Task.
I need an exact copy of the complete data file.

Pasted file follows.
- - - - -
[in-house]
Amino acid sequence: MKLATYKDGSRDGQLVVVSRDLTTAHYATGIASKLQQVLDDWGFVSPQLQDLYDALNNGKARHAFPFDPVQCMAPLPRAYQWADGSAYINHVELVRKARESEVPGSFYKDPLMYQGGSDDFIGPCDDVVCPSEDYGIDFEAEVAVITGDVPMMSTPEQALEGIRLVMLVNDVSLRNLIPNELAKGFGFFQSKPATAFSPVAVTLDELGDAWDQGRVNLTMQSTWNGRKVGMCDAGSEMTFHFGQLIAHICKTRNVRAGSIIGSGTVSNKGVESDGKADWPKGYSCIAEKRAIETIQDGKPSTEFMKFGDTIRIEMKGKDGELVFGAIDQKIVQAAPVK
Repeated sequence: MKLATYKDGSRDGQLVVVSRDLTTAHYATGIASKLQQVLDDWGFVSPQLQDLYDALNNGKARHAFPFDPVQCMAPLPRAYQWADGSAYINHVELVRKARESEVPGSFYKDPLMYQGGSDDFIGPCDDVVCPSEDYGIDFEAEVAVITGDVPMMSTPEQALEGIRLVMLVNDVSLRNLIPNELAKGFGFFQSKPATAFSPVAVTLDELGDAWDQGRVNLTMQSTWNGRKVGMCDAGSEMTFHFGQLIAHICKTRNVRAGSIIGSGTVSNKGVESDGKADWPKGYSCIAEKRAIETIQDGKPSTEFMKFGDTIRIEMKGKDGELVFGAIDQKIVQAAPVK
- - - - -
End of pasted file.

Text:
[in-house]
Amino acid sequence: MKLATYKDGSRDGQLVVVSRDLTTAHYATGIASKLQQVLDDWGFVSPQLQDLYDALNNGKARHAFPFDPVQCMAPLPRAYQWADGSAYINHVELVRKARESEVPGSFYKDPLMYQGGSDDFIGPCDDVVCPSEDYGIDFEAEVAVITGDVPMMSTPEQALEGIRLVMLVNDVSLRNLIPNELAKGFGFFQSKPATAFSPVAVTLDELGDAWDQGRVNLTMQSTWNGRKVGMCDAGSEMTFHFGQLIAHICKTRNVRAGSIIGSGTVSNKGVESDGKADWPKGYSCIAEKRAIETIQDGKPSTEFMKFGDTIRIEMKGKDGELVFGAIDQKIVQAAPVK
Repeated sequence: MKLATYKDGSRDGQLVVVSRDLTTAHYATGIASKLQQVLDDWGFVSPQLQDLYDALNNGKARHAFPFDPVQCMAPLPRAYQWADGSAYINHVELVRKARESEVPGSFYKDPLMYQGGSDDFIGPCDDVVCPSEDYGIDFEAEVAVITGDVPMMSTPEQALEGIRLVMLVNDVSLRNLIPNELAKGFGFFQSKPATAFSPVAVTLDELGDAWDQGRVNLTMQSTWNGRKVGMCDAGSEMTFHFGQLIAHICKTRNVRAGSIIGSGTVSNKGVESDGKADWPKGYSCIAEKRAIETIQDGKPSTEFMKFGDTIRIEMKGKDGELVFGAIDQKIVQAAPVK